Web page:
Nigeria's main trade unions have called off their four-day-old general strike over a rise in fuel prices after reaching an agreement with the government, both sides said in a statement.
"The general strike is suspended with effect from midnight," said a joint statement issued by unions and the government on Saturday.
Union leaders met government negotiators after receiving a letter from Umaru Yar'Adua, the Nigerian president, pledging not to raise petrol prices at the pump for one year.
The four-day-old general strike had halted most economic activity in Africa's most populous nation, but vital crude oil exports were not affected.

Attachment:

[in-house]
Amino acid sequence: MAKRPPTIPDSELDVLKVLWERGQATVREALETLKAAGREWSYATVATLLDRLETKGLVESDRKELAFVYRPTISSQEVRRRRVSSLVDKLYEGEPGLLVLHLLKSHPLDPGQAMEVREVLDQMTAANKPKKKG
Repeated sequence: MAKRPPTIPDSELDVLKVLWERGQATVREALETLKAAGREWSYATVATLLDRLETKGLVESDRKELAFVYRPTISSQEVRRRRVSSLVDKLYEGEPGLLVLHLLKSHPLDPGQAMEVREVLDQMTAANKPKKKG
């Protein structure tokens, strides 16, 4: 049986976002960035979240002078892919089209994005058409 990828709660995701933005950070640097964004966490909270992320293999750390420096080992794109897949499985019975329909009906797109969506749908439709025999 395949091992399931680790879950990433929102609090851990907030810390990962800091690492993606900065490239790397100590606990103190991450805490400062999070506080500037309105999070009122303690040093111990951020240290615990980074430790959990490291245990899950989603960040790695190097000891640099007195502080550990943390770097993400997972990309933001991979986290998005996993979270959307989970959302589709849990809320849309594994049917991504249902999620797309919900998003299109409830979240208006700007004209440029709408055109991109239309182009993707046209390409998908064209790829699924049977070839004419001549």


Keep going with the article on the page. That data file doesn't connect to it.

The price of petrol will remain frozen at 70 naira ($0.55) per litre for a year, up from the previous price of 65 naira per litre, but only half the increase amount proposed by Yar'Adua's predecessor Olusegun Obasanjo on the day he handed over power on May 28.
The strike had forced the closure of schools, government offices, banks and filling stations. The fuel price soared to three or four times the normal price on the black market.
Virtually all domestic flights were grounded, while international flights were few during the strike.
Last Mod: 24 Haziran 2007, 11:52